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Does anyone diagnosed with dementia experience smells that aren't there. It is a smell but not the odor of something I can give a name to ,it goes away in a few seconds, and returns sporadically from day to day. A medical person said it could be seizure from the brain's temporal lobe.

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The answer is yes, of course. Anyone whose brain is malfunctioning has manifestations of hallucinagenic items they deem are real. They are not. A person may have their own voice and the voice of someone they think is talking to them. They may hear voices, see things that aren't there, etc.
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Has anyone else in your household noticed a recurring odor? Does the smell occur wherever you go? I would definitely get this checked out, especially if you answered no to the first question and yes to the second one. (Responding to your Q about the possibility of dementia, my mother with advanced condition has never reported smelling anything unusual even in the beginning stages when she could still distinguish reality from fantasy.)
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If it's a day to day thing, please consider the advice given here. (If it's sudden, it could indicate a stroke is imminent. I saw that on the tv show 'Mad Men', Betty's dad had dementia and smelled oranges.)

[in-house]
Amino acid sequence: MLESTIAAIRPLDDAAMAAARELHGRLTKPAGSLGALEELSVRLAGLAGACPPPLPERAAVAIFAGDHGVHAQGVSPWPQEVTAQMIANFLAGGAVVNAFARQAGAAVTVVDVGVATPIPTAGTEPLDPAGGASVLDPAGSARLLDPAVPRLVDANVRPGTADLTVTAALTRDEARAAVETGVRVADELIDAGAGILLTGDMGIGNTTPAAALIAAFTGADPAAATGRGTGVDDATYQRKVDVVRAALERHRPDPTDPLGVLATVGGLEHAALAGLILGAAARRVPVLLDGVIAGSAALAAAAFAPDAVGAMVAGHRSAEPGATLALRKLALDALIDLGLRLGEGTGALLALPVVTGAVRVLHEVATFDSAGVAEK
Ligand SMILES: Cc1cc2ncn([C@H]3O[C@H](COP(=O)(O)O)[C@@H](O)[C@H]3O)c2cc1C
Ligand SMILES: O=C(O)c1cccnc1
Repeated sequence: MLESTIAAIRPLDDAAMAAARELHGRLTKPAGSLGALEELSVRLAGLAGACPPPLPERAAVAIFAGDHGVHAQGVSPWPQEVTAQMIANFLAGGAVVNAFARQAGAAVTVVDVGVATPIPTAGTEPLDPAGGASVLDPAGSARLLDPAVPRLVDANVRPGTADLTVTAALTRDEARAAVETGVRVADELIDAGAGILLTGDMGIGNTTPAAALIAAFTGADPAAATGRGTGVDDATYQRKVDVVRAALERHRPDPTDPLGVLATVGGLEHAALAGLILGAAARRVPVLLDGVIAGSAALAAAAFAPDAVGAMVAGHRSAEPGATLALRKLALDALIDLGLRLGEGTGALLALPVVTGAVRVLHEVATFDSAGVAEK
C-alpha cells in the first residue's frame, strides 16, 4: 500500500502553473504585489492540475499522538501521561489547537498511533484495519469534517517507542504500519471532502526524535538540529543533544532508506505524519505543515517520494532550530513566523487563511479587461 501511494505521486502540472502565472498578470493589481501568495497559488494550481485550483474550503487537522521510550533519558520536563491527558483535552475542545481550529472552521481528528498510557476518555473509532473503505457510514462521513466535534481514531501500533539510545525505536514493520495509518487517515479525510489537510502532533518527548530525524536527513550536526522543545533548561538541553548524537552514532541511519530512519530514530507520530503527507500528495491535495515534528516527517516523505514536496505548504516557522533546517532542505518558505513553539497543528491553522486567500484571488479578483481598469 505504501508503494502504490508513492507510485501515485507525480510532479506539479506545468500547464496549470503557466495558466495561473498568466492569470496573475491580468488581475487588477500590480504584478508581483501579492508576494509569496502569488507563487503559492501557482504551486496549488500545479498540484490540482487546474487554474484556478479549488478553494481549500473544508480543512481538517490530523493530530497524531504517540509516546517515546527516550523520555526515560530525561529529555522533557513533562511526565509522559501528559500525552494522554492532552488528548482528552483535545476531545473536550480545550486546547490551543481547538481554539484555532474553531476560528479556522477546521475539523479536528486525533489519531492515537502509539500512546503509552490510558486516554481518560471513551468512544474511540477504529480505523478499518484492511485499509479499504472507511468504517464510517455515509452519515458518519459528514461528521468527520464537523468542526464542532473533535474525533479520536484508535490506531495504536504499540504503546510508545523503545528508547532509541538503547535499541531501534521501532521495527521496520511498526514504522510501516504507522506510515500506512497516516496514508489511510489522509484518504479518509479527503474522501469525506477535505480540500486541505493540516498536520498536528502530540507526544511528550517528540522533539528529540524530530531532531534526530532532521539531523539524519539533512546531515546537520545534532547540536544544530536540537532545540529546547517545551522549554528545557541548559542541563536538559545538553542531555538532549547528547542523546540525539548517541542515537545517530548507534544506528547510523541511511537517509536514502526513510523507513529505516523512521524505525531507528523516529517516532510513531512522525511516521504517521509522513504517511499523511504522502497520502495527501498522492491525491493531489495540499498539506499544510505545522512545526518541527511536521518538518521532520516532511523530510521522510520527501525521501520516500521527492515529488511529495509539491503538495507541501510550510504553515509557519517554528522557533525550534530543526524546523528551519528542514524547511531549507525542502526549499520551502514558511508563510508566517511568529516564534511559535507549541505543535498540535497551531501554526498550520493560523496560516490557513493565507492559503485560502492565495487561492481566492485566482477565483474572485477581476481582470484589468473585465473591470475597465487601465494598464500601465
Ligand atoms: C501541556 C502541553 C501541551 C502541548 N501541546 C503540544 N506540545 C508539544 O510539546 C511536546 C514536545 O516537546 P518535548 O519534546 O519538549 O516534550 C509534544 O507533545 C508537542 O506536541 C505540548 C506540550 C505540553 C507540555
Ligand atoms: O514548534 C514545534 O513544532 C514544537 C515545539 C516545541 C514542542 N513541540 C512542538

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It is interesting that it is the same smell every time and for about the same duration. Its not just increased smell 'sensitivity' or awareness of different smells. So it really is a neurologic phenomenon.
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While most people associate the word "hallucinations" with seeing things that aren't there they can include hearing, smelling, tasting or feeling things that are not real. PD and ALZ are both known to cause hallucinations... I hope the "smell" isn't too unpleasant?
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I've also heard smells can occur with brain tumors so definitely get it checked out.
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What you're describing sounds to me like a seizure aura, which is really a warning sought before a seizure. I've never heard of anything like you're describing except for a seizure, anything else would seem to me like it's way out there. I dealt with two people who at some point or another develop some form of dementia, and neither one of them experienced anything like you're describing
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Phantom smells are also associated with stress. I'd discuss it with your doctor. I've read about them online quite a bit, since it runs in my family. I know. Odd.
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They can occur in one or both nostrils. The phantom smell may seem to always be present or it may come and go. Phantosmia may occur after a head injury or upper respiratory infection. It can also be caused by temporal lobe seizures, inflamed sinuses, brain tumors and Parkinson's disease. Please see a good Neurologist for some testing.
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